To quote Dr. Menaka Guruswamy, a Senior Advocate at the supreme court of India who successfully challenged Section 377 of the Indian Penal Code,
“Courts have answered questions of social divisions and discrimination across histories and cultures… it was Brown vs. Board, not Congress. There is something very profound about being a judge in court, where the expectation is that despite your own personal beliefs, you will adjudicate for better and more complete dignity. These constitutional spaces are appropriate [in fighting for minority rights] because judges do not have to cater to electorates”, Dr. Menaka Guruswamy, Litigating Freedom
It is not simply that parliaments are unwilling to legislate minority rights, for fear of electoral retaliation. It is that parliaments deliberately undermine minority rights for electoral gain, as is evidenced by the numerous unconstitutional laws passed by states like Alabama, Georgia, etc. limiting access to abortion. Without a constitution to strike down such laws, state lawmakers could undermine minority and women’s rights with impunity.
A Two-Track Vision for Democracy
There is value in direct democracy and electoral democracy, but there is also a desperate need to check the pitfalls of more direct forms of democracy in our societies. I propose that a two-track vision of democracy is necessary to combat the negative outcomes of fast-paced electoral politics: a deep, slow moving, enduring declaration of rights as embodied by the constitution, and a fast moving, responsive, and timely version of democracy as embodies by parliament, local representatives, and national level executives. The challenge, however, lies in ensuring that the constitution is continuously responsive to a greater set of democratic ideals, a greater vision of justice and equity that endures.
We consistently face the challenge that constitutions may be incorrect or become outdated over time. Or, constitutions might directly inhibit progressive legislation, as in the case of Irish marriage laws. There doesn’t seem to be much of a way to change the content of these constitutions without resorting to public opinion, through constitutional referendums. I propose that the constitution can be made to represent a greater vision of justice that is responsive to a community’s needs through a dedicated, representative deliberative process. In the next section, I explicate this process using the works of Jean-Jacques Rousseau and John Rawls.
Rousseauvian Common Will & Rawlsian Deliberation
Rousseau, famous for his seminal work The Social Contract, argues that citizens can create a democratic nation through the actualization of a common will, where the common will ensures collective interests whilst preserving individual and group freedoms. We must create rules for fair terms of engagement with each other, such that we can survive collectively without encroaching on individuals’ rights and freedoms. Ergo, the common will involves a principle of reciprocity, such that no member of a community would wish to be treated unfairly, and would therefore refrain from proposing discriminatory laws. Rousseau’s articulation of the common will is useful here, because it acknowledges that the establishment of fundamental rights is the result of a process of deliberation such that all parties involved in the discussion are able to accept the terms of cooperation. I argue that constitutions are a viable avenue for the actualization of Rousseauvian common will, as the constitution delineates fundamental principles for the relations between a state and its citizens, and its citizens with each other.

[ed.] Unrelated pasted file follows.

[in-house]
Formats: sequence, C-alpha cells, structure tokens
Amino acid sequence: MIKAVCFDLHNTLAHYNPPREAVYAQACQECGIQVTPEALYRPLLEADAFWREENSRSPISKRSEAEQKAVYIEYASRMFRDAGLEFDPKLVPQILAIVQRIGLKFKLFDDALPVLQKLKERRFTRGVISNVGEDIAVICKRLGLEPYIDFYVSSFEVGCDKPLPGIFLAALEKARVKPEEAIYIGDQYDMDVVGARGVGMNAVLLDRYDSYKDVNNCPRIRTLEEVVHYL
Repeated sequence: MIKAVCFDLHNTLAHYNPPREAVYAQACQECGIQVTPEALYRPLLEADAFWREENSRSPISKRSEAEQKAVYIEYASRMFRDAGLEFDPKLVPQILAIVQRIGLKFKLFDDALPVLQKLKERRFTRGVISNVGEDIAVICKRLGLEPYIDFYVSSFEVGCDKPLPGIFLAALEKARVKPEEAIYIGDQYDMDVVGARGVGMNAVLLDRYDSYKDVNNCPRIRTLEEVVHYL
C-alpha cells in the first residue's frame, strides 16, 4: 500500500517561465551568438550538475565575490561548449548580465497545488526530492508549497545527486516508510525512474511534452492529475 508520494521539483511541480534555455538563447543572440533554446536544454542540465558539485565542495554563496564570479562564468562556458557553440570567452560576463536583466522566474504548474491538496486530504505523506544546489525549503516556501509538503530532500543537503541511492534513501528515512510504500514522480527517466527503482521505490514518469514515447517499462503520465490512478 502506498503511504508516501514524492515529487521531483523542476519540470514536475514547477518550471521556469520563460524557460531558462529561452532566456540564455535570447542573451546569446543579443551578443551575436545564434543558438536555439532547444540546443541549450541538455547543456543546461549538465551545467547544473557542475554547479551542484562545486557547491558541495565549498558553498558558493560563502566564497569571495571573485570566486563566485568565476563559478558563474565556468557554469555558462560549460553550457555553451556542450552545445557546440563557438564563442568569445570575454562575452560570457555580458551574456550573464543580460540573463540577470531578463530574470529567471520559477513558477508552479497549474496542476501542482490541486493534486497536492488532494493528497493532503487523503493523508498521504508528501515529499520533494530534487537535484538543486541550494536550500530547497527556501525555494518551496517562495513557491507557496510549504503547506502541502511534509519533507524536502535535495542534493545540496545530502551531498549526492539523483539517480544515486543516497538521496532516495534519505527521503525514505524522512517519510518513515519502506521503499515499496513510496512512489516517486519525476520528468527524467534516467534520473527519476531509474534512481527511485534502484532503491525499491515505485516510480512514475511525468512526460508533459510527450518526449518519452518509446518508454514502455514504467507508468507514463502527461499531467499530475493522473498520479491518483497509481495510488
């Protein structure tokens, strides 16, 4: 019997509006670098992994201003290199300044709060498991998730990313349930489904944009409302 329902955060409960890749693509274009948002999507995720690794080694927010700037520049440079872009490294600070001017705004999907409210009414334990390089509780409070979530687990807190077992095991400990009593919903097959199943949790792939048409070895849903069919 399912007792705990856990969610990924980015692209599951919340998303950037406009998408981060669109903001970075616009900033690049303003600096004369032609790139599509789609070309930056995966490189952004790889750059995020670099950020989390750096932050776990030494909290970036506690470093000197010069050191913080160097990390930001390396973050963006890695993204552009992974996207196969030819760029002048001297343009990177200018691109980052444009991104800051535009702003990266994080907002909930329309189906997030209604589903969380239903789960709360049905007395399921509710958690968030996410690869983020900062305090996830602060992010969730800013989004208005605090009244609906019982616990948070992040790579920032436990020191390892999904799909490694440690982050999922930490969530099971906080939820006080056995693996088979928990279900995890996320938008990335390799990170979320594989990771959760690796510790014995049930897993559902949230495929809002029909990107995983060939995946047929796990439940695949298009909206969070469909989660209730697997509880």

I propose that the constitution be reviewed on a generational basis by a small and representative deliberative body. There are two questions worth clarifying: who constitutes this deliberative body, and how are they to deliberate on the contents of the constitution?
I propose that this deliberative body be constituted by descriptive representatives, where descriptive representatives are defined as those that represent the typical experience and embody characteristics of the particular group they are representing (Mansbridge, 1999). We may, for example, want a variety of representatives from different racial, sexual, gender, and economic groups. We may also consider intersections between these groups, and subsequent intersections with geographical locations – it is likely that a low income person of color in California faces different challenges than a low income person of color in Alabama. I note that these representatives are not proportional in number to the population they represent; rather, each identity and each intersection should receive a single representative. Ensuring this kind of representatives ensures that minority groups in particular are represented to the substantial degree, and are able to express their terms of fair and free cooperation with substantial negotiating power.